Lago de Atitlan, Guatemala: Day 2

IMG_5406A beautiful and peaceful trip from Antigua to Panajachel by shuttle through the mountains of Guatemala where the fog completely hid Lago de Atitlan from us in this eery yet magical way. I was taken aback when we actually arrived at sea level underneath the fog filled skies and saw the giant size of the azure lake with its panoramic views of the surrounding three volcanoes. It seemed like Atitlan was meant to be hidden from the rest of the world almost like another dimension might be – one where you have to enter through a portal. The most commonly used portal in this case is Panajachel.

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I met two lovely young ladies, Vanessa and Megan from Toronto, on the shuttle bus to Pana who suggested I join them at Free Cerveza Hostel for none other than glamping. As I had no idea what glamping was and we were in this parallel universe tucked under this dense fog and hidden by these 3 volcanoes, I was 100% in. You have to take a boat from Pana to get to Free Cerveza and had the boat been a canoe like so many boats on the lake, I think the atmosphere might have made me believe we were paying the 20 quetzales to cross over to the underworld on the River Styx.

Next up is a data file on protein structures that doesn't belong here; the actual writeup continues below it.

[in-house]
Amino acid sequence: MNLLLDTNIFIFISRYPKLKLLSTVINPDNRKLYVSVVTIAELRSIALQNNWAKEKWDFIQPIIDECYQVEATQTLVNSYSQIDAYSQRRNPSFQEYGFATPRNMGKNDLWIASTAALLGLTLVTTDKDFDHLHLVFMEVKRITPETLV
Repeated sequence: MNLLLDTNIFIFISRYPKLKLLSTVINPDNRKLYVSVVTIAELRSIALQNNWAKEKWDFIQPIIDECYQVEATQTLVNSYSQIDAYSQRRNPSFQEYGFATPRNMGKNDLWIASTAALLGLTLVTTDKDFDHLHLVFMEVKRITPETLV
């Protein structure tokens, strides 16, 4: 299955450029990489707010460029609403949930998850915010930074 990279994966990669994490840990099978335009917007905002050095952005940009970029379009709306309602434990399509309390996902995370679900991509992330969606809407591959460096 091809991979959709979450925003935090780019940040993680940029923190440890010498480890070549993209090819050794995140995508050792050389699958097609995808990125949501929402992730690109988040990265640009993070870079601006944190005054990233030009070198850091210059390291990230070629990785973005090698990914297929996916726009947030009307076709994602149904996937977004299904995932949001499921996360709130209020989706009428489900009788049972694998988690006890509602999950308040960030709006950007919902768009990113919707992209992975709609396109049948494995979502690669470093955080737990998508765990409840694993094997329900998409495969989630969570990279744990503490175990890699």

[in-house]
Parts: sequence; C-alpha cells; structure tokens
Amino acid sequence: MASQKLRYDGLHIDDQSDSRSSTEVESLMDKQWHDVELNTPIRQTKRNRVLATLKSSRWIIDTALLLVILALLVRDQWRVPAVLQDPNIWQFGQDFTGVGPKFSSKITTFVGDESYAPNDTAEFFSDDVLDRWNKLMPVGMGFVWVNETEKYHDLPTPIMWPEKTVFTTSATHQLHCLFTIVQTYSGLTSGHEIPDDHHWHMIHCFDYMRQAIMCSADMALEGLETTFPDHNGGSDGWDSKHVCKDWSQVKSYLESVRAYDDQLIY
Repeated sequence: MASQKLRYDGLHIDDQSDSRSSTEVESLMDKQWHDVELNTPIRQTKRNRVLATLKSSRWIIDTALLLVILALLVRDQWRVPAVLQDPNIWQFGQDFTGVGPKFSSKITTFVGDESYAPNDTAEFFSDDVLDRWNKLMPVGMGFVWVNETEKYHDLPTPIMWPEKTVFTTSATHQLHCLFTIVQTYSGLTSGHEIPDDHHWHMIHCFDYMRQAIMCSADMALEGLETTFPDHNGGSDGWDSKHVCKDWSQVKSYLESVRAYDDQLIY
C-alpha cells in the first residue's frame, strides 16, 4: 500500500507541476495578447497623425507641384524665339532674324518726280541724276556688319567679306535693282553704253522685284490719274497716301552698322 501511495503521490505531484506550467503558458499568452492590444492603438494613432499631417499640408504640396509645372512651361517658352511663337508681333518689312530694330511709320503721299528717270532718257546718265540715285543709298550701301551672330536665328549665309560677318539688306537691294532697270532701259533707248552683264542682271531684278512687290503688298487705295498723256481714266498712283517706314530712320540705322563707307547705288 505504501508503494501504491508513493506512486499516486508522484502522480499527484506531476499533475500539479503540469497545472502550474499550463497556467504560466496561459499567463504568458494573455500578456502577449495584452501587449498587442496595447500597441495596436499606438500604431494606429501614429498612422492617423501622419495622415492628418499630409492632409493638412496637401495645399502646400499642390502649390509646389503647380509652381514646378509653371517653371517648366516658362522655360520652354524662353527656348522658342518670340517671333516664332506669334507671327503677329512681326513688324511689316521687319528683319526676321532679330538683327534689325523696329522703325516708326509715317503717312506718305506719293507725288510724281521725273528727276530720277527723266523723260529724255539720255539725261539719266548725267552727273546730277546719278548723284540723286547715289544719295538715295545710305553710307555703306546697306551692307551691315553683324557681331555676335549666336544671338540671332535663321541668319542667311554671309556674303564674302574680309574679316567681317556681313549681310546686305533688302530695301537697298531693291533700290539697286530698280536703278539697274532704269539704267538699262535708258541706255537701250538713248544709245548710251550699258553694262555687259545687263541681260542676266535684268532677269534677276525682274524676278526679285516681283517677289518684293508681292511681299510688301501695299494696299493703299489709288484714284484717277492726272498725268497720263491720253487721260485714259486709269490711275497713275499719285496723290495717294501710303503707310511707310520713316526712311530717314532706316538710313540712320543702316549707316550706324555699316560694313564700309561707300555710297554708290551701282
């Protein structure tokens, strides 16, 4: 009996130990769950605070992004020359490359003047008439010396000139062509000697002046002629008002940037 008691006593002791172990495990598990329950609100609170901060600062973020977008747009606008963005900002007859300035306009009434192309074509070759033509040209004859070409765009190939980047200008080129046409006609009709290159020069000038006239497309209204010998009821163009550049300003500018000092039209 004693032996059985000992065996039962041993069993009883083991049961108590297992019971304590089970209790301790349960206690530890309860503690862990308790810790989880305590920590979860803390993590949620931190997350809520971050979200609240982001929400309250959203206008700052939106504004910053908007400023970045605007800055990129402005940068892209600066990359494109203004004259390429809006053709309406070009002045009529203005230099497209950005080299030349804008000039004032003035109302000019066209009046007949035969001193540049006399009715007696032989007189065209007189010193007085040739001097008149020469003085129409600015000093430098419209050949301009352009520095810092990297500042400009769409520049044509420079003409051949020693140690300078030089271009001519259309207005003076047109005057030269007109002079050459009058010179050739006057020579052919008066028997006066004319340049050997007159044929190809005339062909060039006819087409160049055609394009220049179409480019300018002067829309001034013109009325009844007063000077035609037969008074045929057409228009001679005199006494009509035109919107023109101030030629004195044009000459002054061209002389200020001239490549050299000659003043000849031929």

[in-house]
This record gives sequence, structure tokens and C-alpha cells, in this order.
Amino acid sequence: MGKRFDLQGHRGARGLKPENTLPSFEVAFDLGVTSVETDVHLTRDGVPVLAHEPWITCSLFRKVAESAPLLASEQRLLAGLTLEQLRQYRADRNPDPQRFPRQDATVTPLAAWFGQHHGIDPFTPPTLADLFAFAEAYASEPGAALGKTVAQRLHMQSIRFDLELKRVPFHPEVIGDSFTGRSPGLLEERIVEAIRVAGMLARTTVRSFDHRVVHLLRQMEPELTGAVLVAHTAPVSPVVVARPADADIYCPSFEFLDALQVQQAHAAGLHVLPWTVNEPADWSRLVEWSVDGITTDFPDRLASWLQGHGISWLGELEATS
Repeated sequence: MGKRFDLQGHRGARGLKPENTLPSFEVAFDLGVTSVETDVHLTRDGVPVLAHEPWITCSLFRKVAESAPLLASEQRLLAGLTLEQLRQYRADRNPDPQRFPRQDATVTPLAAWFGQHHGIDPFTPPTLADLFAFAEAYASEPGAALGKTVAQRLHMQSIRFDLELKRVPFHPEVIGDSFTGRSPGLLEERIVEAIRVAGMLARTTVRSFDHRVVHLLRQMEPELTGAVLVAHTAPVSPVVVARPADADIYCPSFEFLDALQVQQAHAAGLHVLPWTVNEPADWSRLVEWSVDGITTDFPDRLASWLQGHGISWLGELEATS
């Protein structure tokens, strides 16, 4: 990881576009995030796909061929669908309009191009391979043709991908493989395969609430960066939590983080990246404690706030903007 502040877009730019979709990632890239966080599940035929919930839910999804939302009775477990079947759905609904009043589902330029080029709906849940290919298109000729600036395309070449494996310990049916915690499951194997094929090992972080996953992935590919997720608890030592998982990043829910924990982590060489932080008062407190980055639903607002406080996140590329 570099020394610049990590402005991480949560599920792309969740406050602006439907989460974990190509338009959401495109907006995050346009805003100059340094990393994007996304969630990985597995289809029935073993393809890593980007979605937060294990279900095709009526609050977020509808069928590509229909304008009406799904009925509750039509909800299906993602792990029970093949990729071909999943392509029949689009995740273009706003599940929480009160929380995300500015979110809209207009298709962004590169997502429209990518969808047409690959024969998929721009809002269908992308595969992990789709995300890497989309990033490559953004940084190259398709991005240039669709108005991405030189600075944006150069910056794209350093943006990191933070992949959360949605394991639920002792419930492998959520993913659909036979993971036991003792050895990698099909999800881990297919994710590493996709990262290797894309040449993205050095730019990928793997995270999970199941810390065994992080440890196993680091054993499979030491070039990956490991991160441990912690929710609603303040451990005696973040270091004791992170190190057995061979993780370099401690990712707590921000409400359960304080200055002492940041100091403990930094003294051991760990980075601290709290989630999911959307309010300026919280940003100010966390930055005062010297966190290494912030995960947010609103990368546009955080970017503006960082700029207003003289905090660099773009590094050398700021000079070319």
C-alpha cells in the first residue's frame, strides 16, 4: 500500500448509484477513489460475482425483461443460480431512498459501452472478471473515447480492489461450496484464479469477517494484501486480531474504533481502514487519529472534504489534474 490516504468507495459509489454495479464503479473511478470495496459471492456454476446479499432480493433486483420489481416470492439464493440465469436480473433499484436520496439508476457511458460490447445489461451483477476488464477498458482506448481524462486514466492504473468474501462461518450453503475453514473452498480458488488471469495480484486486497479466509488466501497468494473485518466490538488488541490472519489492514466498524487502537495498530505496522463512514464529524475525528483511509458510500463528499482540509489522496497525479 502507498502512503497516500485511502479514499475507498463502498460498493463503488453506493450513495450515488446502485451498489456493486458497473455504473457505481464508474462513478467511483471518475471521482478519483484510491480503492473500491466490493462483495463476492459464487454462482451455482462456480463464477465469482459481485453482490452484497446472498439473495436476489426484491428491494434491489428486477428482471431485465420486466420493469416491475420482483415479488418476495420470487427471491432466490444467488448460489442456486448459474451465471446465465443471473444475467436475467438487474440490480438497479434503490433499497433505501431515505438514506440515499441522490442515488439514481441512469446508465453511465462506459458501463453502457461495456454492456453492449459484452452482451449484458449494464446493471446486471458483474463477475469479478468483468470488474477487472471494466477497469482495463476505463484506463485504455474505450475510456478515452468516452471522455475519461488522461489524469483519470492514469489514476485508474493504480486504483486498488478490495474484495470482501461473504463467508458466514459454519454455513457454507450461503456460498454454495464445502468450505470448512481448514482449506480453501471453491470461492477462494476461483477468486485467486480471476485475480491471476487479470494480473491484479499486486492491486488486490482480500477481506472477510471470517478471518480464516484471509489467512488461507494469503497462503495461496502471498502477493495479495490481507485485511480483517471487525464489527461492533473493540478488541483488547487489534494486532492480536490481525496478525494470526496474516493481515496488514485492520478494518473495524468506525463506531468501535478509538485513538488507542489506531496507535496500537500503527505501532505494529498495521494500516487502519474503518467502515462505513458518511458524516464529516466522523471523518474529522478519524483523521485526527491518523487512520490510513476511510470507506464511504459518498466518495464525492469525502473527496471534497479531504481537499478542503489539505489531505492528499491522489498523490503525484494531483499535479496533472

This feeling disappeared momentarily as I was thrust back into reality by none other than Daniella, the owner of Free Cerveza Hostel who politely asked me to leave. Ironically, her reasoning, in essence, was that I already had one foot in the grave. (But if I do, she’s joining me shortly.) Daniella apparently has a policy of not allowing “old” people to stay in her hostel. She claimed somewhat pretentiously that the policy behind the age restriction was maintaining the “integrity of the vibe” there at Free Cerveza. After the shock swept over me and the others who were guests there including, Vanessa and Megan, I felt angry and resentful. Just so you know, in all 69 countries thus far, this kind of discrimination has never happened. Travelers are wholeheartedly welcomed throughout the world (at least thus far) and, particularly, in hostels. The “more the merrier” type of motto if you will. We travelers love to meet people of every race, age, ethnicity, sexual preference and religion. Some of the greatest people I’ve met in the world range from 18 years on up to 100 and are from all walks of life. I speak for all of us travelers to the extent that I can given the probably hundreds if not thousands of people I’ve met over the last almost 15 months in 69 different countries and on 6 different continents. Travelers have fine tuned the art of a big heart and open mind. The Daniella’s of the world – whose real “vibe” is exclusivity – like so many right now, including the leaders of a variety of countries – should be ashamed to perpetuate this line of thinking. In fact, I would go as far as to say Daniella has managed to take the one place left in the world that hasn’t slipped back in time as of late…the one place you can count on to open its doors to everyone – the Hostel World – and tarnished the extremely inclusive nature of it. Until this policy changes at Free Cerveza I beseech everyone to boycott it. You can glamp (ie glamorous camp somewhere else in the world where everyone is welcome).